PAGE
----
It’s understandable that you would eat this way, because it’s SO freakin’ scrumptious. 

It’s understandable that you would eat this way, because you’re stressed and eating is soothing. 

It’s understandable that you would eat this way, because your ancestors didn’t have enough to eat and wired you to eat as much as you could when you had the chance. 

It’s understandable that you would eat this way, because you’re upset with yourself or displeased with your body. 

It’s understandable that you would eat this way, because it makes you feel more in control.  

It’s understandable that you would eat this way to get back at people who have mistreated you or objectified your body. 

It’s understandable that you would eat this way, because you’re upset with the world for telling you to look like an ideal that’s only possible for a small portion of the population. 

It’s understandable that you would eat this way, because you feel deprived or lonely or sad or ungrounded or empty or anxious.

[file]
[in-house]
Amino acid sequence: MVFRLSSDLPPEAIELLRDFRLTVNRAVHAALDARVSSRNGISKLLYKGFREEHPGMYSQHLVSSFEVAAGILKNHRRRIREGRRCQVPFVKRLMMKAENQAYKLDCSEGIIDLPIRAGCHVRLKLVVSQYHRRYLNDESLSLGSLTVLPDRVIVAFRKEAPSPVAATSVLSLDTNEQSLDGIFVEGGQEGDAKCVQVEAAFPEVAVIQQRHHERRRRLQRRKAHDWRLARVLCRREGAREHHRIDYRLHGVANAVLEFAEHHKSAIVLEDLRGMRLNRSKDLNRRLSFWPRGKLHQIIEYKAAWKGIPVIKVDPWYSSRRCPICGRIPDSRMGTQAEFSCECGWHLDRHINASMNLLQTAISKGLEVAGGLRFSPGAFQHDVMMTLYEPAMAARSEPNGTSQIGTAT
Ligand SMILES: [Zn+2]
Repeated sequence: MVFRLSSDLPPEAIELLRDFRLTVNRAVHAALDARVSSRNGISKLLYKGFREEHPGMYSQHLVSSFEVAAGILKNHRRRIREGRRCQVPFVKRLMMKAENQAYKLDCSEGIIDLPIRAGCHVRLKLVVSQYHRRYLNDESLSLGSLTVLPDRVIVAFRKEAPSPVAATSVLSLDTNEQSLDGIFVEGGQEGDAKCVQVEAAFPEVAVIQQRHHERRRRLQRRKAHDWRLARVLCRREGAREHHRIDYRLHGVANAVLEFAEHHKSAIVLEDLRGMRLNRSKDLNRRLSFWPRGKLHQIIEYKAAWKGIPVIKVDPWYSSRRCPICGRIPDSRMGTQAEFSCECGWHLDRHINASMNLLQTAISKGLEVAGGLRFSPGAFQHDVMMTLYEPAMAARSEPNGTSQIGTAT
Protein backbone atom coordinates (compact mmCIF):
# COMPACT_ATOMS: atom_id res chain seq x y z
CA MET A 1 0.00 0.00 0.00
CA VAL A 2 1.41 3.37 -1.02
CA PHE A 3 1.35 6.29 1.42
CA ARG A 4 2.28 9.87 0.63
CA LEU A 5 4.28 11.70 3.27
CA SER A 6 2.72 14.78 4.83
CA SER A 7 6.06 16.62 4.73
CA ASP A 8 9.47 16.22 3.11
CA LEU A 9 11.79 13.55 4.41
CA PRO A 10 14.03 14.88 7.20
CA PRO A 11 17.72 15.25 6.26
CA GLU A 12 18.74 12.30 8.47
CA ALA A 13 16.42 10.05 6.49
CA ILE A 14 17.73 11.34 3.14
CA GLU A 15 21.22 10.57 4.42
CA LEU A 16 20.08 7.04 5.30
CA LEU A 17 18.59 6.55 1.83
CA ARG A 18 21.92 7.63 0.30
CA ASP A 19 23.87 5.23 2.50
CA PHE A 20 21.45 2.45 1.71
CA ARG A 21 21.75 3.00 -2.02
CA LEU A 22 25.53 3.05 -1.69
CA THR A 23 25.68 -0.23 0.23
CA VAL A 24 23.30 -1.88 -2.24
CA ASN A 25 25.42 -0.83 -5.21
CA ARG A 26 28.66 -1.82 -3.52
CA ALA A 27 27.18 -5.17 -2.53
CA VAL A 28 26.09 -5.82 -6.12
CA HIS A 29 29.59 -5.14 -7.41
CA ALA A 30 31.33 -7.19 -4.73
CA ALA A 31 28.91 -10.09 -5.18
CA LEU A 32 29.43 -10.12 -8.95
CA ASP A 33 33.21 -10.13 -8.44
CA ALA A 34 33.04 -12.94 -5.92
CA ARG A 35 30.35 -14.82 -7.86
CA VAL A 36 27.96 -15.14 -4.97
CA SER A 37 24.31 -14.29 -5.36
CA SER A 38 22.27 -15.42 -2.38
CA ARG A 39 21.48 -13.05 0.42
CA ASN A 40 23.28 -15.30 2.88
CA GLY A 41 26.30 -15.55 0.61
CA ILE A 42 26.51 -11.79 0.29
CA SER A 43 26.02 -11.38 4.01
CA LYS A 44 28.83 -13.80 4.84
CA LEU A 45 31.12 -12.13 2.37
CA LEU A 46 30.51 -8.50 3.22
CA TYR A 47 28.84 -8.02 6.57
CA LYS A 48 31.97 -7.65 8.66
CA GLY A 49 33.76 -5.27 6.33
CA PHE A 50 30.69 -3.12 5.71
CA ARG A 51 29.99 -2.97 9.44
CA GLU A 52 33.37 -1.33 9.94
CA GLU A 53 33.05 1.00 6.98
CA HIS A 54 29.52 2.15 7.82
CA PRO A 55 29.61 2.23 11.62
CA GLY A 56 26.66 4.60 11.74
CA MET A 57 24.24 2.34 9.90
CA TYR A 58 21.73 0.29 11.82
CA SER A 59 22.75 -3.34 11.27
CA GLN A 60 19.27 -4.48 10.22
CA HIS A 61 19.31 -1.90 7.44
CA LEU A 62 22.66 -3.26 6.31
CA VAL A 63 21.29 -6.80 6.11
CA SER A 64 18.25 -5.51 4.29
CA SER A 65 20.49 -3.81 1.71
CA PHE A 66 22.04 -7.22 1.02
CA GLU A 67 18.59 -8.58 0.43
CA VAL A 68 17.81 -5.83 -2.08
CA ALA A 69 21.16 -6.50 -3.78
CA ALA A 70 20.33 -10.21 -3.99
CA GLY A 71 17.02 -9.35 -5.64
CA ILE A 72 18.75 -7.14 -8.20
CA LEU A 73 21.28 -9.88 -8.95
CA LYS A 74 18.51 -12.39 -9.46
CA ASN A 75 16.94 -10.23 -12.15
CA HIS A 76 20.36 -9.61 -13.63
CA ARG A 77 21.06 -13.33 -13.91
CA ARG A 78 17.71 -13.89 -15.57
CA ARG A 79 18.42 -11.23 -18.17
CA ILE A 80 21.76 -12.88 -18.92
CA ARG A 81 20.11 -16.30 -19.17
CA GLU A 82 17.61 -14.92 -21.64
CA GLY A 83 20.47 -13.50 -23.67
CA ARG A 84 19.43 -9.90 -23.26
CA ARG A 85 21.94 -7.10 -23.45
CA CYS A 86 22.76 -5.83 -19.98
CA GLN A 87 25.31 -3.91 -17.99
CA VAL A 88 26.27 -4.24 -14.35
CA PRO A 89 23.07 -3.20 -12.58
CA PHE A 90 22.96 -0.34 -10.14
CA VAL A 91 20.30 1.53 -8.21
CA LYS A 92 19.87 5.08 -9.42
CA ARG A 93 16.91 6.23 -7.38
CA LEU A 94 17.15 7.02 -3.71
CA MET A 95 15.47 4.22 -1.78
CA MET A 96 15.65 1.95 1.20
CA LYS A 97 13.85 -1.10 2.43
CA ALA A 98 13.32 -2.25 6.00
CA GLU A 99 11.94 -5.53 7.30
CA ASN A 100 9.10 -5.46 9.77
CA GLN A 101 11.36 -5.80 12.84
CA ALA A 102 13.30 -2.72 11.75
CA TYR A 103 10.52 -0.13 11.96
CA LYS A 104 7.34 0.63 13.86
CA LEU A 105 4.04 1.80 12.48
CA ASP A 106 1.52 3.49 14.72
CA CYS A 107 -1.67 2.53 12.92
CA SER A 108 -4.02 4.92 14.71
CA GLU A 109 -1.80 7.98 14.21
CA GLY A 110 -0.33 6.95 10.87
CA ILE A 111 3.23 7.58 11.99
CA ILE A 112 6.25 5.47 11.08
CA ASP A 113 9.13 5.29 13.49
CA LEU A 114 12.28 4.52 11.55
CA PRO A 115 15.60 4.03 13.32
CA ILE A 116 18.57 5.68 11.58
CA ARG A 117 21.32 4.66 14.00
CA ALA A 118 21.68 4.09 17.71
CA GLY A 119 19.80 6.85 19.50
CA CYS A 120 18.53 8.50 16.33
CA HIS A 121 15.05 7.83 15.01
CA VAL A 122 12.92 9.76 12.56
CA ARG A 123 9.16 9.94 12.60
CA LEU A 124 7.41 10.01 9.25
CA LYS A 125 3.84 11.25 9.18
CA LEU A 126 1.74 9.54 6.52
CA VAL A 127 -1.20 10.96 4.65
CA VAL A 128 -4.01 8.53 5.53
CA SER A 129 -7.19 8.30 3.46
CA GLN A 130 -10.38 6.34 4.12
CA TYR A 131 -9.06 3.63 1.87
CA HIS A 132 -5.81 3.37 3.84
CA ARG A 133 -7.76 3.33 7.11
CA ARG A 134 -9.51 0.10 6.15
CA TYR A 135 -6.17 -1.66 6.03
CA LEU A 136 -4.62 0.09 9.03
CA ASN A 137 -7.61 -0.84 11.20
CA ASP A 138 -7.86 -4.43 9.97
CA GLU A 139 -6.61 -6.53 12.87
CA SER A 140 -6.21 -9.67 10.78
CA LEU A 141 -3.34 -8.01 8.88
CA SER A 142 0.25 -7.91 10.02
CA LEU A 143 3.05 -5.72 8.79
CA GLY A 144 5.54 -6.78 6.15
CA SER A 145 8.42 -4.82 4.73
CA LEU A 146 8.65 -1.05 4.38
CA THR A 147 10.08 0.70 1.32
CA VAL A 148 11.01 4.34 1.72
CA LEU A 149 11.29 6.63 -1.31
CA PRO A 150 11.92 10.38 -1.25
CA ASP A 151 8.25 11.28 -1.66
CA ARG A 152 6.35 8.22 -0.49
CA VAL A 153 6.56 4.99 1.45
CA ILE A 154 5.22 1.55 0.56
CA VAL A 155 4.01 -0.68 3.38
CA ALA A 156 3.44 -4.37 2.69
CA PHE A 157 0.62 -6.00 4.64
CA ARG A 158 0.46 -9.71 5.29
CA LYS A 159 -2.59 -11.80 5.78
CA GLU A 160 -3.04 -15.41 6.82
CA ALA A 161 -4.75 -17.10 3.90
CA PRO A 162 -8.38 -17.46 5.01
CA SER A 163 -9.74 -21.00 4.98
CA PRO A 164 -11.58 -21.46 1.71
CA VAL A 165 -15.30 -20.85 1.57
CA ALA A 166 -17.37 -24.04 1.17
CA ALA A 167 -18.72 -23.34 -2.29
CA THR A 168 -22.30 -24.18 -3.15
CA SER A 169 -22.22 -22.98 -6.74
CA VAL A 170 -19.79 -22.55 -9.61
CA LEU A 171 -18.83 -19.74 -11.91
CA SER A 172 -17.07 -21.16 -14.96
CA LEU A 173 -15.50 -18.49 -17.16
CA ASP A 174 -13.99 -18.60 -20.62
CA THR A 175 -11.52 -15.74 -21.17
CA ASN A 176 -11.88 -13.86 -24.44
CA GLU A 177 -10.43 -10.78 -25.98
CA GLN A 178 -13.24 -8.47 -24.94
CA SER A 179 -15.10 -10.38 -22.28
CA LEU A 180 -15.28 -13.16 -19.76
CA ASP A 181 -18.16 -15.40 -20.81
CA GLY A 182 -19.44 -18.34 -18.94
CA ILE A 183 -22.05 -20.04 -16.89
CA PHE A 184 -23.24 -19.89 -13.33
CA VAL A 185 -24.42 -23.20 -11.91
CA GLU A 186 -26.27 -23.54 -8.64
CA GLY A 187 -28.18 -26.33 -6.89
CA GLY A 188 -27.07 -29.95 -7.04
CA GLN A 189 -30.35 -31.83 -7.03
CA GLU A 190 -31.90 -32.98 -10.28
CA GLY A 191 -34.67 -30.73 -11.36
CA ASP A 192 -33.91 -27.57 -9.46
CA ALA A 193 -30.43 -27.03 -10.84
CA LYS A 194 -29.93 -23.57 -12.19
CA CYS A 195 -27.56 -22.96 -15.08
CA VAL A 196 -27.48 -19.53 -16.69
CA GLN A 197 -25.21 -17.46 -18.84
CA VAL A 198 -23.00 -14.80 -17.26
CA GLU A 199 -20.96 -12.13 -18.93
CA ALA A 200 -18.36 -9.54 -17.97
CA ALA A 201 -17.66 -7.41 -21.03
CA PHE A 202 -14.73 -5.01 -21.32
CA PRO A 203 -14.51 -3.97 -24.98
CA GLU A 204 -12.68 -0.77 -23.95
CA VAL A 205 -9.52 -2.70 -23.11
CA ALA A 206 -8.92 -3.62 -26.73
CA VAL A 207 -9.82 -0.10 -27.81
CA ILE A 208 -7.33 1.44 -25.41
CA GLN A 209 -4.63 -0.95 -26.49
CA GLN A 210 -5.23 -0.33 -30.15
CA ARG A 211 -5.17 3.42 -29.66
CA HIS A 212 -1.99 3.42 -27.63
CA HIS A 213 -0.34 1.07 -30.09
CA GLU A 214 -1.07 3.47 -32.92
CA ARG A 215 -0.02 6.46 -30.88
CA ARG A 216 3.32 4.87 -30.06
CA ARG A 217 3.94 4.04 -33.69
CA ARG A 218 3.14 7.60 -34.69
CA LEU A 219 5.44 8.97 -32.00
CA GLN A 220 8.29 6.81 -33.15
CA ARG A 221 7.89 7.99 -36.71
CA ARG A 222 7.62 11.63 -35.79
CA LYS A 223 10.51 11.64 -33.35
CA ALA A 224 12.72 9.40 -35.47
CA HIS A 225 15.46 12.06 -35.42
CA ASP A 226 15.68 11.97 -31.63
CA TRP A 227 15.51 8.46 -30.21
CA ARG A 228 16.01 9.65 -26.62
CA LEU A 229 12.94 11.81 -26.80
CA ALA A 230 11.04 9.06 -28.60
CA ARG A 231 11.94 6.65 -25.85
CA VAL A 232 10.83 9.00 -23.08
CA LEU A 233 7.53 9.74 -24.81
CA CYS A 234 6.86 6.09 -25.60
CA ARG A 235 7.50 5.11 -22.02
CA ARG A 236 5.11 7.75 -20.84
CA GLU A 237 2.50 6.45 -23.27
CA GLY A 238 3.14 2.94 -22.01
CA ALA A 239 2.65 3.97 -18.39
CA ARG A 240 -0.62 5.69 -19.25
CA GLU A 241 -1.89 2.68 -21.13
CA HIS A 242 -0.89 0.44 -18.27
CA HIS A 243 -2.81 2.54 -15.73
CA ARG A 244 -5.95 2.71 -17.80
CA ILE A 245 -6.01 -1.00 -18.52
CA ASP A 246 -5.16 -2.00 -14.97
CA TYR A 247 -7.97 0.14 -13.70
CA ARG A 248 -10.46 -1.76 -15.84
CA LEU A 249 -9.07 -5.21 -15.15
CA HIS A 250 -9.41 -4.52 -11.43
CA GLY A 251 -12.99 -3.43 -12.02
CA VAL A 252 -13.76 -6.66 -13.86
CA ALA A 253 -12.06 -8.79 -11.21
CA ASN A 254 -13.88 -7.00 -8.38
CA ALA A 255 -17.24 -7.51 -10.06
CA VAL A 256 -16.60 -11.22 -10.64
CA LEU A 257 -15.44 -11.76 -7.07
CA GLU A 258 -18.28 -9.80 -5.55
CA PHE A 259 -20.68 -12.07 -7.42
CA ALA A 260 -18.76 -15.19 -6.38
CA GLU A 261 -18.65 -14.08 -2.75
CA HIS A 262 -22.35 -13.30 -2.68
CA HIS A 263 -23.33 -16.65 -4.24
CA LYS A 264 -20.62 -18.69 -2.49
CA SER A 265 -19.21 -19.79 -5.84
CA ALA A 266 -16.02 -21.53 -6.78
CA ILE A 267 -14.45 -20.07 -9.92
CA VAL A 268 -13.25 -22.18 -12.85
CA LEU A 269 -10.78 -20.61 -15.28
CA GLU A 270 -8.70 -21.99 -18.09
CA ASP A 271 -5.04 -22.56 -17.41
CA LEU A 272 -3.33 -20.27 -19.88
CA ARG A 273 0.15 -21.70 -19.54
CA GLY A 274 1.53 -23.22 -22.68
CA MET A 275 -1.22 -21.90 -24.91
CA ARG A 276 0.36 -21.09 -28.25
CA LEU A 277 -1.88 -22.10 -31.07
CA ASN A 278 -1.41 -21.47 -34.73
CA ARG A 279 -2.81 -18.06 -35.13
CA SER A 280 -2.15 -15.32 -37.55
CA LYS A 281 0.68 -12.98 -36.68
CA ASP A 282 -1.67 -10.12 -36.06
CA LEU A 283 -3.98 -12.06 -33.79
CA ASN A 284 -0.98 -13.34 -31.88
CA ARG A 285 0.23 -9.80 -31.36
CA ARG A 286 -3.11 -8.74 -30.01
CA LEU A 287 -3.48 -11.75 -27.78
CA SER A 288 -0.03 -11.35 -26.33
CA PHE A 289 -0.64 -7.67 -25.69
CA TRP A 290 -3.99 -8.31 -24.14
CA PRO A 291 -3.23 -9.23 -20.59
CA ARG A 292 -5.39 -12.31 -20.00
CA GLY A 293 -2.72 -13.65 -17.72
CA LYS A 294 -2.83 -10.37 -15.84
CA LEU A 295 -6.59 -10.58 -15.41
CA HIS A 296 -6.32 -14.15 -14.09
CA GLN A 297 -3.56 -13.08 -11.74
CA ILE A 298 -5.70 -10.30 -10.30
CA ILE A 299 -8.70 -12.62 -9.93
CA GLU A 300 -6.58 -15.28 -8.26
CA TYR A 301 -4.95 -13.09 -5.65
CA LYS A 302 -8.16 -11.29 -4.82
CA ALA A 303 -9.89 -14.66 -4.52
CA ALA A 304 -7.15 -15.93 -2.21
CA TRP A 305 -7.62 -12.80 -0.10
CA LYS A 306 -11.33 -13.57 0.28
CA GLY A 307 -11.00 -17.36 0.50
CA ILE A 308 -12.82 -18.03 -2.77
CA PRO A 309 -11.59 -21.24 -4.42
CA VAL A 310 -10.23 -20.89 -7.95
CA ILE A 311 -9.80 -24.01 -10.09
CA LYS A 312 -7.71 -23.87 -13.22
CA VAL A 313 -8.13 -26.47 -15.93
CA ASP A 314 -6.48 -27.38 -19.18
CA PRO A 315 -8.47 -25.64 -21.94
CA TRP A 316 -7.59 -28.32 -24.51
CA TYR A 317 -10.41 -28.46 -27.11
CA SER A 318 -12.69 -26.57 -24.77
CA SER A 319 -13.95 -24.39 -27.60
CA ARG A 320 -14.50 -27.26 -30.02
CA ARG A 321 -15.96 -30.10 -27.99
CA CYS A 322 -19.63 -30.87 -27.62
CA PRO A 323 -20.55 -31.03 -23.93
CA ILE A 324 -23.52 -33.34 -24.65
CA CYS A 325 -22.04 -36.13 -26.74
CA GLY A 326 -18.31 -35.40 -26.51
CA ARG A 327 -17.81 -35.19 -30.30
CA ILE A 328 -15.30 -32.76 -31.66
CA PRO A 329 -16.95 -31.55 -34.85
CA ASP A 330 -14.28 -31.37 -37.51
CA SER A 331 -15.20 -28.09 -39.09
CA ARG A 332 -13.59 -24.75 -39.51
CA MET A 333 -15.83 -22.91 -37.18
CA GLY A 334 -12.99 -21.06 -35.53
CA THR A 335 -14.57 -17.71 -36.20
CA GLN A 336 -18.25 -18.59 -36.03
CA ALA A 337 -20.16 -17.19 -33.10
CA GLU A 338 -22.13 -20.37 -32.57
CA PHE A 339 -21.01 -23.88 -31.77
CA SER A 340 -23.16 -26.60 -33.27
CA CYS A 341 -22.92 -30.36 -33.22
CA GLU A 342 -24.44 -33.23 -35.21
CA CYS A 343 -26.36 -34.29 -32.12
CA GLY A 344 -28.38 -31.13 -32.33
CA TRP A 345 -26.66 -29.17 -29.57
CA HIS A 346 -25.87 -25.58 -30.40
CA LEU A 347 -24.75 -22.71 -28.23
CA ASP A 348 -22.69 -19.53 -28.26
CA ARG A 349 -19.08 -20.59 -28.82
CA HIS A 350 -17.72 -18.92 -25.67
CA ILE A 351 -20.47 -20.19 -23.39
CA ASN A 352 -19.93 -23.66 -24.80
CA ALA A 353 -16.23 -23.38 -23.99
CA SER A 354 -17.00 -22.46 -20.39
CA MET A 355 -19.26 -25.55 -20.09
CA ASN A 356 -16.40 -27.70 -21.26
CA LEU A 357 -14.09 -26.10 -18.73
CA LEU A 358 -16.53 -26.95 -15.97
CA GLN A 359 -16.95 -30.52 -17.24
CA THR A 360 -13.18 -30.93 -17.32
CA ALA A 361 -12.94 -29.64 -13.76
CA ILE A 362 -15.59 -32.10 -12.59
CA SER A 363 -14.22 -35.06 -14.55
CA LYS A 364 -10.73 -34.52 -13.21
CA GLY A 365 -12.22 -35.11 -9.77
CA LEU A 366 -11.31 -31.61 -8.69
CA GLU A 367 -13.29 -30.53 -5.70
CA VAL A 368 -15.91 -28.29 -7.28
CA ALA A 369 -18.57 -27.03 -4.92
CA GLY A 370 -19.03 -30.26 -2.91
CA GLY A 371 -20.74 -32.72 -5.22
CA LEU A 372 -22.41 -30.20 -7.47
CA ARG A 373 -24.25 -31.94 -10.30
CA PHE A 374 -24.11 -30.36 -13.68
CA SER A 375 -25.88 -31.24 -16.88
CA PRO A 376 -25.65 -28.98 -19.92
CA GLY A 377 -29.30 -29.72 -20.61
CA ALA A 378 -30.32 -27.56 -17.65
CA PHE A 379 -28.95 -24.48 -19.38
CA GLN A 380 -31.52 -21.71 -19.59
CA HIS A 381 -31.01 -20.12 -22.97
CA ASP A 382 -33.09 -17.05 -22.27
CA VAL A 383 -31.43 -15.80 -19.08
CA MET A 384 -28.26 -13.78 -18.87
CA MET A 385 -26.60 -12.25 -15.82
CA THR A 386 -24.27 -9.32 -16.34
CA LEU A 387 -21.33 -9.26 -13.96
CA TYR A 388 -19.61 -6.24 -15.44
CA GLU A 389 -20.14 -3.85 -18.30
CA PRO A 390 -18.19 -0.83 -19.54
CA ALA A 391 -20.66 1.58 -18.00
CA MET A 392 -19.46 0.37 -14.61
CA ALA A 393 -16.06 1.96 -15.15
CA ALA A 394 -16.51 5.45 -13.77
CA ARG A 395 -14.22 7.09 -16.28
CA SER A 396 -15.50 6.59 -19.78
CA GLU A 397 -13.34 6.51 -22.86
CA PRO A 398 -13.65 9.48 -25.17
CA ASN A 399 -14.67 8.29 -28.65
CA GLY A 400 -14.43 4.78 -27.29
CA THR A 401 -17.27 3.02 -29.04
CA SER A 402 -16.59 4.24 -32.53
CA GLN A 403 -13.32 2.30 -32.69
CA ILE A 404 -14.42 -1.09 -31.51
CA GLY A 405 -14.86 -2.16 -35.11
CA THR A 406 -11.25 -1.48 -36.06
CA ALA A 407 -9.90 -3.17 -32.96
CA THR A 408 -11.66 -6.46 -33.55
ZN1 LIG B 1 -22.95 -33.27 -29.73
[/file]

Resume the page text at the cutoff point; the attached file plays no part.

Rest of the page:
All of this is understandable. AND, you know that there are healthier ways to feel better than by taking it out on your body. Ask your body to forgive you for not always treating it well. Thank your body for being the vehicle that has made this incredible life possible. Take ownership of your body. Forgive your body. Love your body. 


Be well, 


6 thoughts on “Seven Steps for Managing the Habit of Unhealthy Eating

  1. Thank you for the reminder / reinforcement!

    1. You’re welcome, Theodora!

  2. This article really touched me… Forgiveness and understanding the reasons why we make the choices we do… Beautiful invitation to commune with our own light… Can this article be shared on fb? I don’t see a option to do so. Thanks!

    1. Thank you, Marianne.

      If there’s no share button, you can just cut and paste the link for this page into a FB post:

      Be well,

  3. Thank you, Peter! All very good points. I would love to read a similar article about alcohol. Is it possible to have in moderation or merely a toxin to our bodies? It’s a question I’ve been exploring lately. As always, I enjoy all of topics!

    1. Thanks Jen.
      I believe the same approach can be used with alcohol (though in the case of alcoholism, achieving moderation might just be impossible).
      I do believe alcohol is okay in moderation, and what exactly constitutes moderation is an individual thing. In my case, any amount of alcohol feels toxic, thus moderation for me means none.

      Be well,